Both highly recommended.
Thursday, April 16, 2009
Well, a lot. Brian Harry has provided a feature list, and a secret decoder ring to help you decide which blogs to read to learn more over the coming months. My personal favourite? "Work item hierarchy & linking". If that means what it sounds like it means I will have a much simpler life when planning a project the way I often do - starting with big things and later breaking them down into small ones. I'll be watching for more details on that.
Tuesday, April 14, 2009
Do you have a Windows application? Are you curious if it will run well on Windows 7? Would you like to try something a little more technical than "install on Windows 7 and see if it runs?" Then you need the Application Compatibility Toolkit. The latest version, 5.5, is now available. There is documentation for it on TechNet to help you get started.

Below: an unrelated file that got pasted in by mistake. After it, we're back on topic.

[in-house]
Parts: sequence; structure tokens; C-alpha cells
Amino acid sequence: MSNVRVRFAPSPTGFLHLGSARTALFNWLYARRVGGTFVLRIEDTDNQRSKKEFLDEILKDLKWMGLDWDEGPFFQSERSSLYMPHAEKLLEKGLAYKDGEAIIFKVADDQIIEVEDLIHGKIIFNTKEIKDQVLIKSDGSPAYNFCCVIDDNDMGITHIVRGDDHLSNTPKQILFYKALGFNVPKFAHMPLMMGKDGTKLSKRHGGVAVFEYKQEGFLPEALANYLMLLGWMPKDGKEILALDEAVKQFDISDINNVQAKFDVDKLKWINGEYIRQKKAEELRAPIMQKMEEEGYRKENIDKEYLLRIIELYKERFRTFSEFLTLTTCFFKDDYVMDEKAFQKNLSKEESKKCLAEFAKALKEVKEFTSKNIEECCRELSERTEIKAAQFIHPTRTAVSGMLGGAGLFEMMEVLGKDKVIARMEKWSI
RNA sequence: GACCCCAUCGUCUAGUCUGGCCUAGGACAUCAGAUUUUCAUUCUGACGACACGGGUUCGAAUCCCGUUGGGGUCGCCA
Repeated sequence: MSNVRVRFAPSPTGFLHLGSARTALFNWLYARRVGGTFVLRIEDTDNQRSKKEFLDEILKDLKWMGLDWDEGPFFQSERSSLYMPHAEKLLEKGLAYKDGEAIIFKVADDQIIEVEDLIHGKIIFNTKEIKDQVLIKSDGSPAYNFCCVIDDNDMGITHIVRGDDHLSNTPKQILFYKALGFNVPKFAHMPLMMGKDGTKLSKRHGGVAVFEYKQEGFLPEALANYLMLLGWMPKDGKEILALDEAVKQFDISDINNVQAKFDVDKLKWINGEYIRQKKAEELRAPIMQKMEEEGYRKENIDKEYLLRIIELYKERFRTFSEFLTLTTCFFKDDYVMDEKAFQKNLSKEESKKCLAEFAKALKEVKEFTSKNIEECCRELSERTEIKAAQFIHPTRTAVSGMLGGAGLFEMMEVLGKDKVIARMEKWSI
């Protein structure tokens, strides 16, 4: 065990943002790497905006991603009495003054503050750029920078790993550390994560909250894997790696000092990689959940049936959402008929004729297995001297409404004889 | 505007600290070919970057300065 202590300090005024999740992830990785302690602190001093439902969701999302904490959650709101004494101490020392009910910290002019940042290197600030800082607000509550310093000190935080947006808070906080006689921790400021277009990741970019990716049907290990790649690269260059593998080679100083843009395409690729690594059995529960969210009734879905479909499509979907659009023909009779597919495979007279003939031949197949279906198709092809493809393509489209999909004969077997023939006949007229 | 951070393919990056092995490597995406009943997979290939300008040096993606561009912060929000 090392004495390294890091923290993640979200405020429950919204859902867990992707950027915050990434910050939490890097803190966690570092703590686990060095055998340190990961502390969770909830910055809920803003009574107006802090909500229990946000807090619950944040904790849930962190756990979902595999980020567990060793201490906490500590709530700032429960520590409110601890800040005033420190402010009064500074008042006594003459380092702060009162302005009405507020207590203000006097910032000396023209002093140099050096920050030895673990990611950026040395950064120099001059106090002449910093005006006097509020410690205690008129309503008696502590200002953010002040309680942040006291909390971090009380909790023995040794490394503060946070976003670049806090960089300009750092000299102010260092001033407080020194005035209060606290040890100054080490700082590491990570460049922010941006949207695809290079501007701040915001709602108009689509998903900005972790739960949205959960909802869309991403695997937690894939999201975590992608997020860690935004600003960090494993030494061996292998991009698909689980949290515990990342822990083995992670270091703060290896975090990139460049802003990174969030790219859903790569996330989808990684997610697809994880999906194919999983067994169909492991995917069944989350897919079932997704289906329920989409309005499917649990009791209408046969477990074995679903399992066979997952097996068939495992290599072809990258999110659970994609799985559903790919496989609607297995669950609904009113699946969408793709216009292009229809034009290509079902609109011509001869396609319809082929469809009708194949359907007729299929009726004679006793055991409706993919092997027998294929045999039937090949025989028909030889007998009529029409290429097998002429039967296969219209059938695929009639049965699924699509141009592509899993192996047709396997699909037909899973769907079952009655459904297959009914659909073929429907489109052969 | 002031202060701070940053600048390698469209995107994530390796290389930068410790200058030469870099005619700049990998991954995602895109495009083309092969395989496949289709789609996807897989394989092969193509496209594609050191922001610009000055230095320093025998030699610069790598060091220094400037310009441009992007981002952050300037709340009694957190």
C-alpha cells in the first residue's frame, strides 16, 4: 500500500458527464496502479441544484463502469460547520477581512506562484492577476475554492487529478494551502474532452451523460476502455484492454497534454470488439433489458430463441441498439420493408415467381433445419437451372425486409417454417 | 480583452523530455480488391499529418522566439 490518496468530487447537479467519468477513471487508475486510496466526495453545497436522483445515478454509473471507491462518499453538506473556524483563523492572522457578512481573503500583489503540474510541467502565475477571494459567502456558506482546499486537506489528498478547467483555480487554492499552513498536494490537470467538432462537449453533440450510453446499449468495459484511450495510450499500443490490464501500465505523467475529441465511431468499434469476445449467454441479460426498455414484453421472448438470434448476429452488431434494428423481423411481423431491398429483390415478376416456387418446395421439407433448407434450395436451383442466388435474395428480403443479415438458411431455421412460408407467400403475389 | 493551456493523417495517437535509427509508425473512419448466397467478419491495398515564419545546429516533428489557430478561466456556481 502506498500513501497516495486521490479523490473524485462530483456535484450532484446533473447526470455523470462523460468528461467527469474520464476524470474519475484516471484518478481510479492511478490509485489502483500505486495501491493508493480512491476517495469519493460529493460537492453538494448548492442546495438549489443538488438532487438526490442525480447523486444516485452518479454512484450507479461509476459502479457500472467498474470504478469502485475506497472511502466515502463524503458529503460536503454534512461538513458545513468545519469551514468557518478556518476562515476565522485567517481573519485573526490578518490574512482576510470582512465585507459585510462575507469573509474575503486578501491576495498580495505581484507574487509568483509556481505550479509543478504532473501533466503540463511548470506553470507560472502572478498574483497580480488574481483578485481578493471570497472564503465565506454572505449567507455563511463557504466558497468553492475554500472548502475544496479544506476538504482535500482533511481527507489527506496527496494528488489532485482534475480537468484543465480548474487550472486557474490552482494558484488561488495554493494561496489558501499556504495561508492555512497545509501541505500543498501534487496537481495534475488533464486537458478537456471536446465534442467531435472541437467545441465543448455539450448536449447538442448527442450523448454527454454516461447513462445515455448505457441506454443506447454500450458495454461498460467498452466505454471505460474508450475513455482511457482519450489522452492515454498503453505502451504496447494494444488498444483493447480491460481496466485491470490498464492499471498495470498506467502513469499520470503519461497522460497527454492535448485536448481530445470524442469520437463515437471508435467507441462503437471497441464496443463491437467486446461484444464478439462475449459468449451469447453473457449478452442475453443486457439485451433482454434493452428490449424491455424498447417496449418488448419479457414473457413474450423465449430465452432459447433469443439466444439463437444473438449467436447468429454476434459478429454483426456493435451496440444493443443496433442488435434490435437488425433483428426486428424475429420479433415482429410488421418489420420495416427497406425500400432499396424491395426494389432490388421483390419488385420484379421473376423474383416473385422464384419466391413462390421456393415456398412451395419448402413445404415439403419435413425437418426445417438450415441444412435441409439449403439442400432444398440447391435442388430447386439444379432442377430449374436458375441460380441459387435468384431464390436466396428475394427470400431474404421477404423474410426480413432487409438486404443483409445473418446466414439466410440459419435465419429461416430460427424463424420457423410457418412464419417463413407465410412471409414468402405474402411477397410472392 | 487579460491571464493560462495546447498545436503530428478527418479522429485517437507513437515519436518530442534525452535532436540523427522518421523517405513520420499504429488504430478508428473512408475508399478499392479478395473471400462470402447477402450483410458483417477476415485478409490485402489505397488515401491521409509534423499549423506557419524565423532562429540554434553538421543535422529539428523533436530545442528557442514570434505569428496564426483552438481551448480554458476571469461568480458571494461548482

Sunday, April 12, 2009
People believe a lot of strange things in this world. They worry specifically that SharePoint won't perform as well as they need, and that they can write some sort of ASP.NET app with a SQL backend that will somehow outperform it. I really liked this post from Eric Shupps that lists a few of them. Keep in mind these are all myths - that is "not true".
- SharePoint Lists Have an Upper Limit of Two Thousand Items
- SharePoint Is Just Too Slow for Common Tasks
- SharePoint Is Not Suitable For Large Public-Facing Web Sites
- SharePoint Isn’t A Scalable Enterprise Document Management System
- SharePoint Pages Take Too Long to Render Over the WAN
Eric goes into quite a bit of detail debunking each of these 5 myths, so if you have a tendency to believe these things, here's a chance to get straightened out on that.
Friday, April 10, 2009
I think one of the things that really sets good presenters apart from poor ones is what they do when something goes wrong. A poor presenter: